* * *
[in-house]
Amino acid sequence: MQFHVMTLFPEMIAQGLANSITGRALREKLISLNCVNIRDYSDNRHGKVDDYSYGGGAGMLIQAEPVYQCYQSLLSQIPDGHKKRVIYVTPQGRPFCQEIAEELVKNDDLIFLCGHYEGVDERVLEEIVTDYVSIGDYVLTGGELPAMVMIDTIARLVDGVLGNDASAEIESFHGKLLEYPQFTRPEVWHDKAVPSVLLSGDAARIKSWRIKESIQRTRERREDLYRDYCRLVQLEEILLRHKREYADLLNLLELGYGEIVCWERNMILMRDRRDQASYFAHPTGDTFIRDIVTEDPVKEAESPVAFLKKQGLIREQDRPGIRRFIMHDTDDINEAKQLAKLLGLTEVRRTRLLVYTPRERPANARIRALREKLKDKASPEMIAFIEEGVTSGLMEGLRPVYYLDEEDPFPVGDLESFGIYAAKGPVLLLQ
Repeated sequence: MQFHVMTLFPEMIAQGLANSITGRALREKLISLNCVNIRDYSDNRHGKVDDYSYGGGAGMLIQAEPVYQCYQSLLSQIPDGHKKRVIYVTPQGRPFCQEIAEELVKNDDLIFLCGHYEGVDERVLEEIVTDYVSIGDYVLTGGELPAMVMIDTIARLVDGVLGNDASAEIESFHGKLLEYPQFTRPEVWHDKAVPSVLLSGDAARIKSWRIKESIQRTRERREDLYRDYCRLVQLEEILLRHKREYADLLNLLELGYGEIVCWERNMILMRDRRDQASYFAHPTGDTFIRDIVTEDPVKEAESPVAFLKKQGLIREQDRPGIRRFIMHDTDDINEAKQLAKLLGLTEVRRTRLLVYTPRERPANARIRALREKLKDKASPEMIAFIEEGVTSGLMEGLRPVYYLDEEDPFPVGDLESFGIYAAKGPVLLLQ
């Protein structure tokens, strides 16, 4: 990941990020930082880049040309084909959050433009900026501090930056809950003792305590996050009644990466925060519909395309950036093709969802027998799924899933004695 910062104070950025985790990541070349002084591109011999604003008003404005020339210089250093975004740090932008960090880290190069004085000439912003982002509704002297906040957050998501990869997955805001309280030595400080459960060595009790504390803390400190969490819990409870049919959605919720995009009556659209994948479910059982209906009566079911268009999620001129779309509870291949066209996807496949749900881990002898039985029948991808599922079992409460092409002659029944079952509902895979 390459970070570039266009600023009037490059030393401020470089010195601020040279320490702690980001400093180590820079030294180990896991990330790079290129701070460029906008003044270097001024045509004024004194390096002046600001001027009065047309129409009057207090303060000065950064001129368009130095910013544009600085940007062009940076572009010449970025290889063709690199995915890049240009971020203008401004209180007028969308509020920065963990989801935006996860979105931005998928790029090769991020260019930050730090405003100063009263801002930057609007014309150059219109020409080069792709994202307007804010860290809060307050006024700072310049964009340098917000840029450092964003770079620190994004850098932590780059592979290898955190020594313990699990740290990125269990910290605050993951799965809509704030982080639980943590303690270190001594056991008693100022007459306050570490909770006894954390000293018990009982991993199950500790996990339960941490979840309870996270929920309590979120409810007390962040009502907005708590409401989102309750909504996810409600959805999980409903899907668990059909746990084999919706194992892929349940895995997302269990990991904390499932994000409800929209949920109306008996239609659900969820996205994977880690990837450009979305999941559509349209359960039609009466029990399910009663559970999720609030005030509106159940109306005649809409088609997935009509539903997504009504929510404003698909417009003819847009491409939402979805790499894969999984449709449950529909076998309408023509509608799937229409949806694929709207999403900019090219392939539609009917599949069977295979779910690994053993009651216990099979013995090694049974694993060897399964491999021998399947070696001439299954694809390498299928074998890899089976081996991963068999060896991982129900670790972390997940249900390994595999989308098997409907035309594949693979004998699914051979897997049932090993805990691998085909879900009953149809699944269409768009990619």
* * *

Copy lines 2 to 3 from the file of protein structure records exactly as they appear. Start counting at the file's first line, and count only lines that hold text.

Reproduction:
Amino acid sequence: MQFHVMTLFPEMIAQGLANSITGRALREKLISLNCVNIRDYSDNRHGKVDDYSYGGGAGMLIQAEPVYQCYQSLLSQIPDGHKKRVIYVTPQGRPFCQEIAEELVKNDDLIFLCGHYEGVDERVLEEIVTDYVSIGDYVLTGGELPAMVMIDTIARLVDGVLGNDASAEIESFHGKLLEYPQFTRPEVWHDKAVPSVLLSGDAARIKSWRIKESIQRTRERREDLYRDYCRLVQLEEILLRHKREYADLLNLLELGYGEIVCWERNMILMRDRRDQASYFAHPTGDTFIRDIVTEDPVKEAESPVAFLKKQGLIREQDRPGIRRFIMHDTDDINEAKQLAKLLGLTEVRRTRLLVYTPRERPANARIRALREKLKDKASPEMIAFIEEGVTSGLMEGLRPVYYLDEEDPFPVGDLESFGIYAAKGPVLLLQ
Repeated sequence: MQFHVMTLFPEMIAQGLANSITGRALREKLISLNCVNIRDYSDNRHGKVDDYSYGGGAGMLIQAEPVYQCYQSLLSQIPDGHKKRVIYVTPQGRPFCQEIAEELVKNDDLIFLCGHYEGVDERVLEEIVTDYVSIGDYVLTGGELPAMVMIDTIARLVDGVLGNDASAEIESFHGKLLEYPQFTRPEVWHDKAVPSVLLSGDAARIKSWRIKESIQRTRERREDLYRDYCRLVQLEEILLRHKREYADLLNLLELGYGEIVCWERNMILMRDRRDQASYFAHPTGDTFIRDIVTEDPVKEAESPVAFLKKQGLIREQDRPGIRRFIMHDTDDINEAKQLAKLLGLTEVRRTRLLVYTPRERPANARIRALREKLKDKASPEMIAFIEEGVTSGLMEGLRPVYYLDEEDPFPVGDLESFGIYAAKGPVLLLQ